Governor Zhou Xiaochuan pledges not to use “exchange rates or other monetary policies to stimulate exports", nor resort to massive capital injections.
Beijing (AsiaNews) – Despite its economic situation, China will maintain its level of growth without resorting to big stimulus measures, said Zhou Xiaochuan, governor of the People’s Bank of China (PBC), the country’s central bank, at a press conference this morning, on the sidelines of the National People’s Congress currently underway in the Chinese capital.
After missing its 6.9 per cent target last year, Beijing has set an economic growth target range of 6.5 to 7 per cent for the next five years amid great difficulties.
In addition to the global crisis, domestic demand is down, exports have plunged, manufacturing suffers from overproduction, and the stock exchange has endured wild fluctuations.
Yet, Zhou believes that growth targets will be met without using "exchange rates or other monetary policies to stimulate exports", or making use of massive capital injections, as in 2009-2010. At the same time, he added, "if there were international or domestic upheavals, we will show flexibility."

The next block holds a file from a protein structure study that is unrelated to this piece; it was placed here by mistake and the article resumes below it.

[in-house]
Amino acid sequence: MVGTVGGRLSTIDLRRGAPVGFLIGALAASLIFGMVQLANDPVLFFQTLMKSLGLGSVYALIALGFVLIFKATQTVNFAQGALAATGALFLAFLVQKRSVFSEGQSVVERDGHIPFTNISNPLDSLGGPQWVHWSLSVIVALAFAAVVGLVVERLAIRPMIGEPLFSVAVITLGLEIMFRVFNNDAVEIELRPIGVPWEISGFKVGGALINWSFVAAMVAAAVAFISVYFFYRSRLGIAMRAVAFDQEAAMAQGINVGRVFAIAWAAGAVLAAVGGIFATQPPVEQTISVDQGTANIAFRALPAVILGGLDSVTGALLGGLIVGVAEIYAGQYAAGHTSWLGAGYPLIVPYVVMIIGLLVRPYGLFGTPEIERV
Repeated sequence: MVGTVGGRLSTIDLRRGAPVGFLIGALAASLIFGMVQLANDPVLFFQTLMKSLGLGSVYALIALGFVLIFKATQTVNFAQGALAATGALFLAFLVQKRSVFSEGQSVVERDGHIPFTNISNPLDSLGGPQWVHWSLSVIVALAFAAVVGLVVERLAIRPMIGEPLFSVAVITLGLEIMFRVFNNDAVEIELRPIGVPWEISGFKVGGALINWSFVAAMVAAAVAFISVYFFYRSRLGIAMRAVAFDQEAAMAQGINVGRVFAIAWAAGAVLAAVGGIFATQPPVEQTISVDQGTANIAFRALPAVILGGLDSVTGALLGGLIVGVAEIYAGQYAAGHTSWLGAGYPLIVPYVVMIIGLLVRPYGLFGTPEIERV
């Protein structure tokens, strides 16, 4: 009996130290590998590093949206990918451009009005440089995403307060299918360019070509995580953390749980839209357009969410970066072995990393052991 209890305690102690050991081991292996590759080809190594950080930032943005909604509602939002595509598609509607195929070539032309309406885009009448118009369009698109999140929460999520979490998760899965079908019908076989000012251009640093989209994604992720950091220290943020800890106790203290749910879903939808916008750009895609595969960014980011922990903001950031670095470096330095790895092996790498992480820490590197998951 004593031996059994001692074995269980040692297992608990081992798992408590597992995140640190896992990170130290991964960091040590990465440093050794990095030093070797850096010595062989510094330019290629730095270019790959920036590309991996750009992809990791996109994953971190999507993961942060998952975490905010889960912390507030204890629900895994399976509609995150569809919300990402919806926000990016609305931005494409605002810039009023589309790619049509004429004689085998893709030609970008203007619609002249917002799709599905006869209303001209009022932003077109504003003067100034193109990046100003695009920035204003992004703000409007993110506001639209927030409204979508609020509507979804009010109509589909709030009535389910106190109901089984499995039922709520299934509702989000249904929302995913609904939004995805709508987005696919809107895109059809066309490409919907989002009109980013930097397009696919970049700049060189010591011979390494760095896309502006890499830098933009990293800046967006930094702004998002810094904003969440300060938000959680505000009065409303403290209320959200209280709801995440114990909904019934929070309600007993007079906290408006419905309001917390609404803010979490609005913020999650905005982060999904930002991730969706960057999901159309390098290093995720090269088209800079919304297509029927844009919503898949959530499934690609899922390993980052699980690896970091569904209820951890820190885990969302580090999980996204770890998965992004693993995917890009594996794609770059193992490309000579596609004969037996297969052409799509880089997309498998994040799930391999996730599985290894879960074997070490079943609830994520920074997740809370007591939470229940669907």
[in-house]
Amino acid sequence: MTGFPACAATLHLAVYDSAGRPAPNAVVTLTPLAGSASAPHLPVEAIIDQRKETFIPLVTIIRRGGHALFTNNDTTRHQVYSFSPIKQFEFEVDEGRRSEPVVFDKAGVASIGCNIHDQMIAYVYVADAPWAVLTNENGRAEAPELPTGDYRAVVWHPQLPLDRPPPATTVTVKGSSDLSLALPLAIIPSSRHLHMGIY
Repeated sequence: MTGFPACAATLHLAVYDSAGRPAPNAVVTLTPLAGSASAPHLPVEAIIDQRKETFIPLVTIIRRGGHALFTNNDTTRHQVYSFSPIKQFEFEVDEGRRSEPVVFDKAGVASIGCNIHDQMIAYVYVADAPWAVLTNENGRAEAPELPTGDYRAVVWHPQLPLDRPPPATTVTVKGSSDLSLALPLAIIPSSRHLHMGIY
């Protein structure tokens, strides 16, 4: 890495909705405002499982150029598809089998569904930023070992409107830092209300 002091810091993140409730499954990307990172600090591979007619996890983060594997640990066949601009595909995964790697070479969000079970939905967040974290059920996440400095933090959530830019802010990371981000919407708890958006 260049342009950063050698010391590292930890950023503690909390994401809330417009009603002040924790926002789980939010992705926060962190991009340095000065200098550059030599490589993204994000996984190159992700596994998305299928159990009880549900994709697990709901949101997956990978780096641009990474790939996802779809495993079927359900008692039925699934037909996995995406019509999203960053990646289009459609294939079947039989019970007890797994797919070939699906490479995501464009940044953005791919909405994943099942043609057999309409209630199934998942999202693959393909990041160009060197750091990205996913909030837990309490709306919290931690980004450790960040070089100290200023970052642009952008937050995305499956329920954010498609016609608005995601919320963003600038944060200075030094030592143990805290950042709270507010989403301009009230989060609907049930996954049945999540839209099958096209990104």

Since 2014, China has intervened on the exchange rate six times and reduced banks’ reserve requirement ratios several times to encourage lending. In 2009-2010, it injected 4 trillion yuan to promote growth; however, this ended up fostering corruption and speculation.
Zhou also tried to downplay concerns over China’s massive capital flight. Some economists estimate the loss at one trillion dollars last year. For the PBC governor, this “cyclical" phenomenon has been going on "for years".
Likewise, he note that he was not concerned about the drop in foreign currency reserves, the world’s largest. Last month, they shed US$ 28.6 billion to stand at US$ 3.2 trillion. They had dipped by about US$ 100 billion in both December and January.